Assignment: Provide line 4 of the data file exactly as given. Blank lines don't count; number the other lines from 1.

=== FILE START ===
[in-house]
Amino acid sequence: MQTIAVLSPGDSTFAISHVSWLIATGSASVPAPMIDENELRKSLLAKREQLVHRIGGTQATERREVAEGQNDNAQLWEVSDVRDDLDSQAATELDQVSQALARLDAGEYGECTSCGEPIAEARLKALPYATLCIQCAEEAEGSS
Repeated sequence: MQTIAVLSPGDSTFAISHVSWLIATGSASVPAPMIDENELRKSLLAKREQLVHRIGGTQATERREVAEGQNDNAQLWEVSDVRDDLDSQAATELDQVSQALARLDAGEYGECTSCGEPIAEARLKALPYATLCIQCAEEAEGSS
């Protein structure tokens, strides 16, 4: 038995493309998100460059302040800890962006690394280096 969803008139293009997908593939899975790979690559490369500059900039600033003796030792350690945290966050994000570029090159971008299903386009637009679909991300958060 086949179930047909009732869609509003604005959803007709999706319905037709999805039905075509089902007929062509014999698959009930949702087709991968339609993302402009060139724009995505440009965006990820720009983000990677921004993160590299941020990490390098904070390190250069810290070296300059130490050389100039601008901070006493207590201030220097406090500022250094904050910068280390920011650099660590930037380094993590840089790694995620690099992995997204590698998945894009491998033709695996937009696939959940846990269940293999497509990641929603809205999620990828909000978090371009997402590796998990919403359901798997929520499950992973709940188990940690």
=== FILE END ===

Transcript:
């Protein structure tokens, strides 16, 4: 038995493309998100460059302040800890962006690394280096 969803008139293009997908593939899975790979690559490369500059900039600033003796030792350690945290966050994000570029090159971008299903386009637009679909991300958060 086949179930047909009732869609509003604005959803007709999706319905037709999805039905075509089902007929062509014999698959009930949702087709991968339609993302402009060139724009995505440009965006990820720009983000990677921004993160590299941020990490390098904070390190250069810290070296300059130490050389100039601008901070006493207590201030220097406090500022250094904050910068280390920011650099660590930037380094993590840089790694995620690099992995997204590698998945894009491998033709695996937009696939959940846990269940293999497509990641929603809205999620990828909000978090371009997402590796998990919403359901798997929520499950992973709940188990940690």